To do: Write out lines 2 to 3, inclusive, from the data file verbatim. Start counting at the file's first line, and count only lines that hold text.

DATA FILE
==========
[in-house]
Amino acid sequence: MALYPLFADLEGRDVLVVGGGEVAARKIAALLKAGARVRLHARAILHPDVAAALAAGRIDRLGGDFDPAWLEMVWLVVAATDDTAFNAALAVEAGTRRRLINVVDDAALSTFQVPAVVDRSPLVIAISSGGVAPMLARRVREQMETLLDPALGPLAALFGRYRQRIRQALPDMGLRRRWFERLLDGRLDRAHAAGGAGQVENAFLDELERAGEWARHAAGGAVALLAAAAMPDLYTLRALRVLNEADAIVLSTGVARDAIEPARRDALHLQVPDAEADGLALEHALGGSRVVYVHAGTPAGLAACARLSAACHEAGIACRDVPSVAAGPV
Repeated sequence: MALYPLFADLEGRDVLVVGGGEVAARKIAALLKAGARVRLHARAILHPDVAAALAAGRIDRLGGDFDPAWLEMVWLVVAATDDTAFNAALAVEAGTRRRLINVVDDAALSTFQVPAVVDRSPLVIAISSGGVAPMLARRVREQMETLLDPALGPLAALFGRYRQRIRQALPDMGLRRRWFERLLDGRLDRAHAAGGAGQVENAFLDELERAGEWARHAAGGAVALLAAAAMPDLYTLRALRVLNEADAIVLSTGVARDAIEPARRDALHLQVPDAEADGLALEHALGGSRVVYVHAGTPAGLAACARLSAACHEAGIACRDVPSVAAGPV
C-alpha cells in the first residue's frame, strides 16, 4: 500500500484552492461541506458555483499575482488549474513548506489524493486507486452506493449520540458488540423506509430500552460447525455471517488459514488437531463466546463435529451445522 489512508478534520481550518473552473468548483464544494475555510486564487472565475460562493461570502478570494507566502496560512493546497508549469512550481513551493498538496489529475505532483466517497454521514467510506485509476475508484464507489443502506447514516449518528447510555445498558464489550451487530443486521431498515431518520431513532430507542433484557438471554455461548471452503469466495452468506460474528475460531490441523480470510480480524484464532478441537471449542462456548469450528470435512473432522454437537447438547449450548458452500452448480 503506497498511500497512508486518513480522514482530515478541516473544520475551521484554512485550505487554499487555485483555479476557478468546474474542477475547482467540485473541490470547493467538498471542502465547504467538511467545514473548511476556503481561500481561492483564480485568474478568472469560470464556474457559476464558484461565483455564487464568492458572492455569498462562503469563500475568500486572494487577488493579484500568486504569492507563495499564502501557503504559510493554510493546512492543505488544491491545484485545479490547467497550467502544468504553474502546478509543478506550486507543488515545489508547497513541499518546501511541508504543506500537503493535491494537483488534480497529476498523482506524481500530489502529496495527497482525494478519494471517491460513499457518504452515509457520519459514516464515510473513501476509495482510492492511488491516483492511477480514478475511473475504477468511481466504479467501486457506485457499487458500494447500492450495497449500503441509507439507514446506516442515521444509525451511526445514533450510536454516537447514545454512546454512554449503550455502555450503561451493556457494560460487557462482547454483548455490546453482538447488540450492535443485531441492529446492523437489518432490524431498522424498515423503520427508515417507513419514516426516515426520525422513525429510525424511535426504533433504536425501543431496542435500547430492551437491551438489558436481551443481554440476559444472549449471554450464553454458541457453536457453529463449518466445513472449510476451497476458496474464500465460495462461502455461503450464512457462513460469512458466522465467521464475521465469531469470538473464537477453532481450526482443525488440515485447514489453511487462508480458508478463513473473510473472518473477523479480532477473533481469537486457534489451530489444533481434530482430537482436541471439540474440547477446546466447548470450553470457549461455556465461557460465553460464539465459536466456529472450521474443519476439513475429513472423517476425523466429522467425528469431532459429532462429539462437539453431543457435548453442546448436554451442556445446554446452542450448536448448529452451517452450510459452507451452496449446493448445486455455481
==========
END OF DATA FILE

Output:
Amino acid sequence: MALYPLFADLEGRDVLVVGGGEVAARKIAALLKAGARVRLHARAILHPDVAAALAAGRIDRLGGDFDPAWLEMVWLVVAATDDTAFNAALAVEAGTRRRLINVVDDAALSTFQVPAVVDRSPLVIAISSGGVAPMLARRVREQMETLLDPALGPLAALFGRYRQRIRQALPDMGLRRRWFERLLDGRLDRAHAAGGAGQVENAFLDELERAGEWARHAAGGAVALLAAAAMPDLYTLRALRVLNEADAIVLSTGVARDAIEPARRDALHLQVPDAEADGLALEHALGGSRVVYVHAGTPAGLAACARLSAACHEAGIACRDVPSVAAGPV
Repeated sequence: MALYPLFADLEGRDVLVVGGGEVAARKIAALLKAGARVRLHARAILHPDVAAALAAGRIDRLGGDFDPAWLEMVWLVVAATDDTAFNAALAVEAGTRRRLINVVDDAALSTFQVPAVVDRSPLVIAISSGGVAPMLARRVREQMETLLDPALGPLAALFGRYRQRIRQALPDMGLRRRWFERLLDGRLDRAHAAGGAGQVENAFLDELERAGEWARHAAGGAVALLAAAAMPDLYTLRALRVLNEADAIVLSTGVARDAIEPARRDALHLQVPDAEADGLALEHALGGSRVVYVHAGTPAGLAACARLSAACHEAGIACRDVPSVAAGPV